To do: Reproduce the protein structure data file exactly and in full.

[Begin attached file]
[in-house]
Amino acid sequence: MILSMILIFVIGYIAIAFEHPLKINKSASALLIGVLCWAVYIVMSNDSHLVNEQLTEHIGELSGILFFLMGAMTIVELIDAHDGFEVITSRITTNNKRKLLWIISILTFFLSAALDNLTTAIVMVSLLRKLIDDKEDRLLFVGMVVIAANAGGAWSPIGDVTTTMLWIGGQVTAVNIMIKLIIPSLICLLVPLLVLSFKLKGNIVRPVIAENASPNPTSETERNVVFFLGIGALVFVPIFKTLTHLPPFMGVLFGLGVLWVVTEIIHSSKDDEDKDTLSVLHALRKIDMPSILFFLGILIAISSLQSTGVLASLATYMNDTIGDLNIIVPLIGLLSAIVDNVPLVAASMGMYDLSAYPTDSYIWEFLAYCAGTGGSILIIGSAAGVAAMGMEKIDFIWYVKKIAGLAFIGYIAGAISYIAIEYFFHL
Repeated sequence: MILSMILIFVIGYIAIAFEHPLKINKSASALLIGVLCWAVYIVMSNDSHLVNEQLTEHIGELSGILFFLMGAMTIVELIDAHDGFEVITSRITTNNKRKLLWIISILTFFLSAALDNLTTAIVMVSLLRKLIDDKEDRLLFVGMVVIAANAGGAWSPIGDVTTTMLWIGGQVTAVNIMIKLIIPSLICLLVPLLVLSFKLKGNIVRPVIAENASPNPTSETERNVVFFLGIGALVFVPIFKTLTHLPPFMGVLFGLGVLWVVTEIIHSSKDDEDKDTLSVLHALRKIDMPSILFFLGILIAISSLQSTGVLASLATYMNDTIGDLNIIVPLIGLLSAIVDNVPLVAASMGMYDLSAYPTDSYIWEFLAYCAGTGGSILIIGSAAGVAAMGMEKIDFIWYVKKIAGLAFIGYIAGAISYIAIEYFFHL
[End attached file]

[in-house]
Amino acid sequence: MILSMILIFVIGYIAIAFEHPLKINKSASALLIGVLCWAVYIVMSNDSHLVNEQLTEHIGELSGILFFLMGAMTIVELIDAHDGFEVITSRITTNNKRKLLWIISILTFFLSAALDNLTTAIVMVSLLRKLIDDKEDRLLFVGMVVIAANAGGAWSPIGDVTTTMLWIGGQVTAVNIMIKLIIPSLICLLVPLLVLSFKLKGNIVRPVIAENASPNPTSETERNVVFFLGIGALVFVPIFKTLTHLPPFMGVLFGLGVLWVVTEIIHSSKDDEDKDTLSVLHALRKIDMPSILFFLGILIAISSLQSTGVLASLATYMNDTIGDLNIIVPLIGLLSAIVDNVPLVAASMGMYDLSAYPTDSYIWEFLAYCAGTGGSILIIGSAAGVAAMGMEKIDFIWYVKKIAGLAFIGYIAGAISYIAIEYFFHL
Repeated sequence: MILSMILIFVIGYIAIAFEHPLKINKSASALLIGVLCWAVYIVMSNDSHLVNEQLTEHIGELSGILFFLMGAMTIVELIDAHDGFEVITSRITTNNKRKLLWIISILTFFLSAALDNLTTAIVMVSLLRKLIDDKEDRLLFVGMVVIAANAGGAWSPIGDVTTTMLWIGGQVTAVNIMIKLIIPSLICLLVPLLVLSFKLKGNIVRPVIAENASPNPTSETERNVVFFLGIGALVFVPIFKTLTHLPPFMGVLFGLGVLWVVTEIIHSSKDDEDKDTLSVLHALRKIDMPSILFFLGILIAISSLQSTGVLASLATYMNDTIGDLNIIVPLIGLLSAIVDNVPLVAASMGMYDLSAYPTDSYIWEFLAYCAGTGGSILIIGSAAGVAAMGMEKIDFIWYVKKIAGLAFIGYIAGAISYIAIEYFFHL